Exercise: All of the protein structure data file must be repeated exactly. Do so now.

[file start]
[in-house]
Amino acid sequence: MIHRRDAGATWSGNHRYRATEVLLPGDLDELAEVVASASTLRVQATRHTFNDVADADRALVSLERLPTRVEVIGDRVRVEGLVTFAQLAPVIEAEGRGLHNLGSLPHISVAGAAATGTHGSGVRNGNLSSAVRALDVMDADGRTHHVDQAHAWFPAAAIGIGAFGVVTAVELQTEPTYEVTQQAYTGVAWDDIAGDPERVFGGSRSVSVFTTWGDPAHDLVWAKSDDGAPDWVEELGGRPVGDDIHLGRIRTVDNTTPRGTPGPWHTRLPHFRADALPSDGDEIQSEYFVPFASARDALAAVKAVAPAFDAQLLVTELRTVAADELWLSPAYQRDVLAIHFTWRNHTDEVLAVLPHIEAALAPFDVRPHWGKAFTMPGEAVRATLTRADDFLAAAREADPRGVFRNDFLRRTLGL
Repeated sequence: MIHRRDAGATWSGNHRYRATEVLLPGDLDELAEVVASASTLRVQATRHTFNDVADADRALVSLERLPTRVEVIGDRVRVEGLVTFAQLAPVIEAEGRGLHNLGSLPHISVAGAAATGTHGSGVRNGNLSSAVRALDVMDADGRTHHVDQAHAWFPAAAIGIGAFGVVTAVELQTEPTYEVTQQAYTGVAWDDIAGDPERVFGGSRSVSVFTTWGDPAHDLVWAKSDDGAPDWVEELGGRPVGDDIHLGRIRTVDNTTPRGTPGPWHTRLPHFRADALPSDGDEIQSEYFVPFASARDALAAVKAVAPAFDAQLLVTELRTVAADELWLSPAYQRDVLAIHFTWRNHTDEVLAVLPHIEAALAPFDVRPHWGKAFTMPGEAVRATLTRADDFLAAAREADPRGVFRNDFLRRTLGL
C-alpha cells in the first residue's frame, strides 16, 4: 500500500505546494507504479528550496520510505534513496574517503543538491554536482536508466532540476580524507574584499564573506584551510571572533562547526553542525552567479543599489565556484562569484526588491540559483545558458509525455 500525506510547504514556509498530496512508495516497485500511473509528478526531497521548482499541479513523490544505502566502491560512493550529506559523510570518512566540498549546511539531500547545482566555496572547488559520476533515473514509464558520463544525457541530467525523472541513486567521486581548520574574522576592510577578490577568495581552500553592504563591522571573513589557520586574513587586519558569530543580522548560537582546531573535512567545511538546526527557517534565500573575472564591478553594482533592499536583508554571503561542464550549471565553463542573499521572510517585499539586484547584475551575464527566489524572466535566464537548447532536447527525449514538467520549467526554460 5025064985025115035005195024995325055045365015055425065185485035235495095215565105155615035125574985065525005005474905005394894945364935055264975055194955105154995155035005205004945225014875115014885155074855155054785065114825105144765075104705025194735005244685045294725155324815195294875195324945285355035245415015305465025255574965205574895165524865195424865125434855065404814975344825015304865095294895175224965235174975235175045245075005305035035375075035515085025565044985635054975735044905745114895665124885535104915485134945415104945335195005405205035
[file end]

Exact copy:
[in-house]
Amino acid sequence: MIHRRDAGATWSGNHRYRATEVLLPGDLDELAEVVASASTLRVQATRHTFNDVADADRALVSLERLPTRVEVIGDRVRVEGLVTFAQLAPVIEAEGRGLHNLGSLPHISVAGAAATGTHGSGVRNGNLSSAVRALDVMDADGRTHHVDQAHAWFPAAAIGIGAFGVVTAVELQTEPTYEVTQQAYTGVAWDDIAGDPERVFGGSRSVSVFTTWGDPAHDLVWAKSDDGAPDWVEELGGRPVGDDIHLGRIRTVDNTTPRGTPGPWHTRLPHFRADALPSDGDEIQSEYFVPFASARDALAAVKAVAPAFDAQLLVTELRTVAADELWLSPAYQRDVLAIHFTWRNHTDEVLAVLPHIEAALAPFDVRPHWGKAFTMPGEAVRATLTRADDFLAAAREADPRGVFRNDFLRRTLGL
Repeated sequence: MIHRRDAGATWSGNHRYRATEVLLPGDLDELAEVVASASTLRVQATRHTFNDVADADRALVSLERLPTRVEVIGDRVRVEGLVTFAQLAPVIEAEGRGLHNLGSLPHISVAGAAATGTHGSGVRNGNLSSAVRALDVMDADGRTHHVDQAHAWFPAAAIGIGAFGVVTAVELQTEPTYEVTQQAYTGVAWDDIAGDPERVFGGSRSVSVFTTWGDPAHDLVWAKSDDGAPDWVEELGGRPVGDDIHLGRIRTVDNTTPRGTPGPWHTRLPHFRADALPSDGDEIQSEYFVPFASARDALAAVKAVAPAFDAQLLVTELRTVAADELWLSPAYQRDVLAIHFTWRNHTDEVLAVLPHIEAALAPFDVRPHWGKAFTMPGEAVRATLTRADDFLAAAREADPRGVFRNDFLRRTLGL
C-alpha cells in the first residue's frame, strides 16, 4: 500500500505546494507504479528550496520510505534513496574517503543538491554536482536508466532540476580524507574584499564573506584551510571572533562547526553542525552567479543599489565556484562569484526588491540559483545558458509525455 500525506510547504514556509498530496512508495516497485500511473509528478526531497521548482499541479513523490544505502566502491560512493550529506559523510570518512566540498549546511539531500547545482566555496572547488559520476533515473514509464558520463544525457541530467525523472541513486567521486581548520574574522576592510577578490577568495581552500553592504563591522571573513589557520586574513587586519558569530543580522548560537582546531573535512567545511538546526527557517534565500573575472564591478553594482533592499536583508554571503561542464550549471565553463542573499521572510517585499539586484547584475551575464527566489524572466535566464537548447532536447527525449514538467520549467526554460 5025064985025115035005195024995325055045365015055425065185485035235495095215565105155615035125574985065525005005474905005394894945364935055264975055194955105154995155035005205004945225014875115014885155074855155054785065114825105144765075104705025194735005244685045294725155324815195294875195324945285355035245415015305465025255574965205574895165524865195424865125434855065404814975344825015304865095294895175224965235174975235175045245075005305035035375075035515085025565044985635054975735044905745114895665124885535104915485134945415104945335195005405205035